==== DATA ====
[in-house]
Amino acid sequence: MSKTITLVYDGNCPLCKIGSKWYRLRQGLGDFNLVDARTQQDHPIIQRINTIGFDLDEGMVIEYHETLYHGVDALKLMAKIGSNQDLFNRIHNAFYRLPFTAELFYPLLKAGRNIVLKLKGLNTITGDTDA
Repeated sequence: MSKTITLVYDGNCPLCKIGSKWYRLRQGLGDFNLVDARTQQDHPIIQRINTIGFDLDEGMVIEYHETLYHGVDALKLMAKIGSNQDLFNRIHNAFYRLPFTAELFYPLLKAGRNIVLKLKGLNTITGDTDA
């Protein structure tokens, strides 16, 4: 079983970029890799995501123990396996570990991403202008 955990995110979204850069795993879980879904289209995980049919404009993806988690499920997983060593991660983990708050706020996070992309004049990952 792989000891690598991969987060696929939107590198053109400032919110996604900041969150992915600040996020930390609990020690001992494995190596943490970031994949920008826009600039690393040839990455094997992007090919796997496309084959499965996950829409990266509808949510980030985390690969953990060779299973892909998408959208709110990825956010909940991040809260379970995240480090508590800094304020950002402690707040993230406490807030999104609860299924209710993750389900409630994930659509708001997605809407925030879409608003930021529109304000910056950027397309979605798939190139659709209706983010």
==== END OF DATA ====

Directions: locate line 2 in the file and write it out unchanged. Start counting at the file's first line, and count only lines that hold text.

Amino acid sequence: MSKTITLVYDGNCPLCKIGSKWYRLRQGLGDFNLVDARTQQDHPIIQRINTIGFDLDEGMVIEYHETLYHGVDALKLMAKIGSNQDLFNRIHNAFYRLPFTAELFYPLLKAGRNIVLKLKGLNTITGDTDA